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Oracle Linux Open Source

Don Burleson

 

 

 
2008 Update: 

Please see Bert Scalzo's great book "Oracle on VMware: Expert tips for database virtualization". 

You can buy direct from the publisher for 30%-off.


Oracle Corporation has announced that they are migrating all of their internal systems to Linux, and they appear to be encouraging other Oracle shops to move to Linux. Personally, I believe that this probably has more to do with Oracle Corporations heated market battle with Microsoft than it does with anything inherently inferior about MS-Windows.
 
Recently, Oracle announced a VMware tool that creates a "virtual machine", allowing Oracle Windows users to try-out Linux on their Oracle Windows servers:

"
These toolkits provide a VMware Linux virtual machine to evaluate Oracle on Linux (Red Hat Enterprise or SuSE) on existing Microsoft Windows systems."
  • Get up and running with a pre-installed and fully configured Oracle on Linux solution in less than an hour using VMware Workstation
     
  • Test an Oracle Database and Linux solution without procuring additional hardware by leveraging VMware Workstation running on your existing Microsoft Windows system
     
  • See how easy it is to standardize on Oracle on Linux
The relatively inexpensive cost of 64-bit Intel-based Oracle servers has increased competition between Linux and Windows. Both Linux and Windows claim superiority based on TPCC benchmarks.

The Rise of Linux

For many years, Linux languished in the backwater of operating systems. Initially developed by Linus Torvalds in 1991, Linux started as a simple, open-source operating system for small minicomputers.

Embraced as a reliable, stable, and "free" alternative to proprietary operating systems, Linux has evolved significantly over the past several years and is now being adopted for large-scale industrial-strength Oracle databases.

Both Oracle and IBM (the DB2 database) offer database management systems on Linux, and both companies have seen a dramatic rise in sales (Figure 1):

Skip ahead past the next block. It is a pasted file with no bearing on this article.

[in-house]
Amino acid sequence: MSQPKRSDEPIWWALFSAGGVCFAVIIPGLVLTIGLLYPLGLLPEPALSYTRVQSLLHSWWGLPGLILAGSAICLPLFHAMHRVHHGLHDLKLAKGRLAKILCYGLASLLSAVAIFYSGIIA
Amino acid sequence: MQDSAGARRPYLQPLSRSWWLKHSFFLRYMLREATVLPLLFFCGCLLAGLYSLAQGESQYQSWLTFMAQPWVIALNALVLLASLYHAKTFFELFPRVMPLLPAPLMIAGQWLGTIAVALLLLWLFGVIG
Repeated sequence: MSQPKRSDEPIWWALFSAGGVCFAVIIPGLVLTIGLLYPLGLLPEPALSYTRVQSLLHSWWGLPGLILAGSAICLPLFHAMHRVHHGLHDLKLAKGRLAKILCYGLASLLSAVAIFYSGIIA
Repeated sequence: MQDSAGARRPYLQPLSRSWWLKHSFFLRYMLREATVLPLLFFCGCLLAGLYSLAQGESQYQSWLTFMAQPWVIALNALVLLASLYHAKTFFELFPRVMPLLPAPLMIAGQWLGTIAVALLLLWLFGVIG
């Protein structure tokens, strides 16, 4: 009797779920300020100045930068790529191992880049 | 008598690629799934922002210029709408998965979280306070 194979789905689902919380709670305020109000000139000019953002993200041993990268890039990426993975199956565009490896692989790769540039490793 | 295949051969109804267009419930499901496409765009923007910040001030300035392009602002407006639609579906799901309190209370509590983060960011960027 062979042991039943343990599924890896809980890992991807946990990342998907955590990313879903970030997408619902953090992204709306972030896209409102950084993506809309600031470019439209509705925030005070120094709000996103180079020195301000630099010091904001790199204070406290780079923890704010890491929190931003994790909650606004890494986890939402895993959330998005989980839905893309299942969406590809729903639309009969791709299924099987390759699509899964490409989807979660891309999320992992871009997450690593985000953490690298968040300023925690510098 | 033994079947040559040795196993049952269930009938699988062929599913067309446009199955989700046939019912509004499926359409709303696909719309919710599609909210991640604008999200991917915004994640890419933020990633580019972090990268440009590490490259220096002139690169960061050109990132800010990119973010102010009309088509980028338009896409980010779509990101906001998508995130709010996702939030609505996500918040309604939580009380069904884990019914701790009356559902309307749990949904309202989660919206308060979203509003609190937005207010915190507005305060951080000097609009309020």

Figure 1 - The acceleration of Linux-based Databases

According to Yahoo News, the market for databases on the Linux open source operating system more than doubled to $299 million from $116 million a year earlier. Most of that growth was with Oracle, which had 69 percent of the market and growth of 361 percent.

When properly configured, the Linux kernel is indeed highly stable, but savvy IT managers know that this stability is not automatic. For any given release level of Linux, different versions of the kernel exist, each designed to accommodate specific hardware.

The problems with using a generic Linux kernel with different routers, hubs, disk I/O subsystems, and external devices has led to a whole new Linux support industry. Both RedHat and SuSE have evolved from small companies into giant OS corporations, primarily because of the huge challenge of providing custom Linux solutions for an almost infinite number of hardware configurations.

Unless you have a Linux internals guru on staff, Linux requires support from a company like RedHat who provide support, patches, and custom Linux distributions to match your computer configuration. In return for this support, many companies may pay as much as they would for a proprietary UNIX solution. Some complain that these costs are beginning to counteract any savings from Linux.